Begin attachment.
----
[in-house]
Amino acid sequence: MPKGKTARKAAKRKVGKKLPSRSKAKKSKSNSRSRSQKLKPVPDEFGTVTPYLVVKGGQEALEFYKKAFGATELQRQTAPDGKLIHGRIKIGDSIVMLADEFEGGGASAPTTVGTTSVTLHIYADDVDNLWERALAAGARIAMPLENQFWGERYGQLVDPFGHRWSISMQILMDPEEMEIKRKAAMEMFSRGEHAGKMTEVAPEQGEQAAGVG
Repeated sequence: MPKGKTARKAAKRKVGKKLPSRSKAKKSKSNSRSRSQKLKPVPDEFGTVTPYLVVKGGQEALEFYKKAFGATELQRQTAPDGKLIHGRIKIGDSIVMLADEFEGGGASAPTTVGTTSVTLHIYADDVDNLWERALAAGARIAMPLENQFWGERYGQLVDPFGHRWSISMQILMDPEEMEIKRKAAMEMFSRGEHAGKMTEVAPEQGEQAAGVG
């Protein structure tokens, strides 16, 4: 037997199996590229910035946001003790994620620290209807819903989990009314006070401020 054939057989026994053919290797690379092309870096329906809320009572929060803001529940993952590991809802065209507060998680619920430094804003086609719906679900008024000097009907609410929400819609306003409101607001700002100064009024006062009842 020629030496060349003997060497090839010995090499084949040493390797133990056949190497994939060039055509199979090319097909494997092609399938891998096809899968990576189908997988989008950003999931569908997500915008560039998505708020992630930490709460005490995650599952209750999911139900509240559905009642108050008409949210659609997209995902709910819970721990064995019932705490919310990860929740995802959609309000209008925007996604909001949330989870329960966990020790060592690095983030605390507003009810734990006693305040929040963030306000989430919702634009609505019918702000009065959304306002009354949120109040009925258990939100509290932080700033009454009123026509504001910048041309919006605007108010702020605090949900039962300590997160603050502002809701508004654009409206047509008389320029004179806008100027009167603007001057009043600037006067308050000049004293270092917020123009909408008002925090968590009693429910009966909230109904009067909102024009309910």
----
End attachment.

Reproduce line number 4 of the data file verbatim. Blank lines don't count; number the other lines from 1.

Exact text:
């Protein structure tokens, strides 16, 4: 037997199996590229910035946001003790994620620290209807819903989990009314006070401020 054939057989026994053919290797690379092309870096329906809320009572929060803001529940993952590991809802065209507060998680619920430094804003086609719906679900008024000097009907609410929400819609306003409101607001700002100064009024006062009842 020629030496060349003997060497090839010995090499084949040493390797133990056949190497994939060039055509199979090319097909494997092609399938891998096809899968990576189908997988989008950003999931569908997500915008560039998505708020992630930490709460005490995650599952209750999911139900509240559905009642108050008409949210659609997209995902709910819970721990064995019932705490919310990860929740995802959609309000209008925007996604909001949330989870329960966990020790060592690095983030605390507003009810734990006693305040929040963030306000989430919702634009609505019918702000009065959304306002009354949120109040009925258990939100509290932080700033009454009123026509504001910048041309919006605007108010702020605090949900039962300590997160603050502002809701508004654009409206047509008389320029004179806008100027009167603007001057009043600037006067308050000049004293270092917020123009909408008002925090968590009693429910009966909230109904009067909102024009309910």